Protein in vivo crosslinking was carried out with NHS ester, DSS (disuccinimidyl suberate, spacer arm 11.4 Å) (Thermo Scientific) also as suggested by the manufacturer. Briefly, 2×1010 non-infected or λ phage 1 hr-post infected bacterial cells expressing V5-tagged Csx28, HA-tagged Cas13 or combination of both proteins together with C3000 host strain as negative control were washed three times in ice-cold 1×PBS (to remove any amine-containing compounds) and treated with 2 mM DSS for 30 min at room temperature. Then reactions were quenched by addition of 1 M Tris pH 7.5 to a final concentration 20 mM for 15 min at room temperature and cells collected by centrifugation. The status of Csx28 protein in crosslinked cells was determined by making the total cell extracts and carrying out Western blot analysis as described above.

Flow Cytometry

Overnight cultures of E. coli C3000 in LB were diluted to OD 0.1 and grown until OD 0.4, at this time cells were infected with λ- phage at an MOI of 1 and 10 mM MgCl2 was added to the media. 200 µl samples were collected at time 0 min, 30 min, and 90 min post infection. Samples were treated with the fluorescent voltage sensitive dye DiBAC4(3) (5 µM) for 10 minutes at 37 °C. Treated cells were then spun down and washed with fresh LB+10mM MgCl2 twice and finally diluted 1:10 in fresh LB+10mM MgCl2. Samples were measured using a Cytek Aurora Full Spectrum Flow Cytometer measuring 100,000 events (cells) per sample and data were analyzed using FCS Express7 Research (De Novo Software) and data was plotted using GraphPad Prism 9.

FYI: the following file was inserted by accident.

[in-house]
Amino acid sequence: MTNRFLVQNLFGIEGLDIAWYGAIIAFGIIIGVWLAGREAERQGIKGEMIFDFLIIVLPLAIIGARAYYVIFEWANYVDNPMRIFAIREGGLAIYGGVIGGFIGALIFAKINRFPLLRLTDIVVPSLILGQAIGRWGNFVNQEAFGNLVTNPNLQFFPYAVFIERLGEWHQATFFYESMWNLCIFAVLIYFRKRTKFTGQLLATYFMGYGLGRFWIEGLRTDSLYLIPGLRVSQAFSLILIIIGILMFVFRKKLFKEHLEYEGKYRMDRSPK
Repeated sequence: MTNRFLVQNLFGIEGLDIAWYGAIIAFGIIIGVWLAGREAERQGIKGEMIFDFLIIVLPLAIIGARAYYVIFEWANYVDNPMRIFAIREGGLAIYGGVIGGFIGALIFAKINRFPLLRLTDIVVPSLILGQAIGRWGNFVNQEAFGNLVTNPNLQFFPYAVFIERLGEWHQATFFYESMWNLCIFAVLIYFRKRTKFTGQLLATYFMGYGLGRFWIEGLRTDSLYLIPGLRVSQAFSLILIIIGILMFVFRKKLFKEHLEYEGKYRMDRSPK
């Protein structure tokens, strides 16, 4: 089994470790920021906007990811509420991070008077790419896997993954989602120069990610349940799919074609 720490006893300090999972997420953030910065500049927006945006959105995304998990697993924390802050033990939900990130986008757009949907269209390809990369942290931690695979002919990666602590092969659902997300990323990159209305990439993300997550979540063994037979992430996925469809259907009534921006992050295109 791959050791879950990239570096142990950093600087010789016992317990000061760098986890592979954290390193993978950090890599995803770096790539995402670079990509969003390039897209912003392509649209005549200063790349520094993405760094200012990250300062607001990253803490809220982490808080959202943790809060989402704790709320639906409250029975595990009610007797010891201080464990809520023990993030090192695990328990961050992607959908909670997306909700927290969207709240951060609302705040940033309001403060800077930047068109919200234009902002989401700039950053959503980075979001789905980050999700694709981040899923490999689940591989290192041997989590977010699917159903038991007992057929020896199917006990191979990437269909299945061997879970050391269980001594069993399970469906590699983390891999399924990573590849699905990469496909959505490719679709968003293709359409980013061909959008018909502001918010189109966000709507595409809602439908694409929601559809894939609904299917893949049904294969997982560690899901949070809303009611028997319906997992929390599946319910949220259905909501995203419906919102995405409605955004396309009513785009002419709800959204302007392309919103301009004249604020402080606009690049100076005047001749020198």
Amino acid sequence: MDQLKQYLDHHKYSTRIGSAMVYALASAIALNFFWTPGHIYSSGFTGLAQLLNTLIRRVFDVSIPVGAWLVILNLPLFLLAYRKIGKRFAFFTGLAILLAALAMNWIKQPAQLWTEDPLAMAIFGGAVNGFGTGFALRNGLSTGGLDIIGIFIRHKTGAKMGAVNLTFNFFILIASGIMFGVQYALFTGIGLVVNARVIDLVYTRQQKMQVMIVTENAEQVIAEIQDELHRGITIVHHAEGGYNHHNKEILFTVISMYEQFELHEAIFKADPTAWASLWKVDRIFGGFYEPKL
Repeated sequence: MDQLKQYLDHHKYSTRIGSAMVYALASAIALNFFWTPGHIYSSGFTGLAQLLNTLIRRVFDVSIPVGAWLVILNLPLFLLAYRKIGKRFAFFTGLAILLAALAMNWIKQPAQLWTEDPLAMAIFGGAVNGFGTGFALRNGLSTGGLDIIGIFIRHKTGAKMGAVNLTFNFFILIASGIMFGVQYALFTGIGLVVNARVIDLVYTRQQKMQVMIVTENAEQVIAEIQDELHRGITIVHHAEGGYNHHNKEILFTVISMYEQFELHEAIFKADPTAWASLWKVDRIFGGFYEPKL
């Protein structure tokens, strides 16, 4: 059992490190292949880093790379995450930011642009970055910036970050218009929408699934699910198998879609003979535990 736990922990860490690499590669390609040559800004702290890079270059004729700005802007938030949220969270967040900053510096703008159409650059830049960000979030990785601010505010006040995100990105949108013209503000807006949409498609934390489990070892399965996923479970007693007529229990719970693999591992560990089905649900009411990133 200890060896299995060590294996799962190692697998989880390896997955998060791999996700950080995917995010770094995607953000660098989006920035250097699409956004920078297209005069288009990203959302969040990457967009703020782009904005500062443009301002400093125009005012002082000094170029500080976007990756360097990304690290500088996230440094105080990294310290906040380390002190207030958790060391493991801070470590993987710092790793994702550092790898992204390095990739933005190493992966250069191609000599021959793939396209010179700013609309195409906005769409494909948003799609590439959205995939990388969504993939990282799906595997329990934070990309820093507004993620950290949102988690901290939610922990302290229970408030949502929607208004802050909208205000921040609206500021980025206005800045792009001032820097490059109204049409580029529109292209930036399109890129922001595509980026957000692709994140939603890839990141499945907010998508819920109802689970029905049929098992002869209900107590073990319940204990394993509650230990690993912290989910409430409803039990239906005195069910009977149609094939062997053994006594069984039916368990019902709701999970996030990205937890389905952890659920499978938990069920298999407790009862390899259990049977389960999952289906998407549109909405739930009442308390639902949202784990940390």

Resazurin assays for cellular viability and metabolic activity

Cells were prepared as previously described as above for bacterial growth curves with the exception that assay was paused after 1 hour post lambda infection to allow for resazurin addition. Resazurin (final concentration 3 µg/ml; stock dissolved in PBS, pH7.4 and then 0.2 µm filtered sterilized) was added to each 200 µl sample-containing well in addition to three wells of LB media control, the assay was resumed with fluorescent measurements taken every 10 minutes with 560 nm excitation / 590 nm emission wavelengths using a Tecan Spark plater reader.

Article TitleCRISPR-Csx28 forms a Cas13b-activated membrane pore required for robust CRISPR-Cas adaptive immunity

Abstract

Type VI CRISPR-Cas systems use the RNA-guided RNase Cas13 to defend bacteria against viruses, and some of these systems encode putative membrane proteins that have unclear roles in Cas13-mediated defense. Here we show that Csx28, of Type VI-B2 systems, forms membrane pore structures to slow cellular metabolism upon viral infection, and this activity drastically increases anti-viral defense. High- resolution cryo-EM reveals that Csx28 exists unexpectedly as a detergent-encapsulated octameric pore, and we then show these Csx28 pores are membrane localized in vivo. Activation of Csx28 in vivo strictly requires sequence-specific recognition of viral mRNAs by Cas13b, and this activation results in Csx28-mediated membrane depolarization, slowed metabolism, and inhibition of sustained viral infection. Together, our work reveals an unprecedented mechanism by which Csx28 acts as a downstream, Cas13b-activated, effector protein that uses membrane perturbation as an anti-viral defense strategy.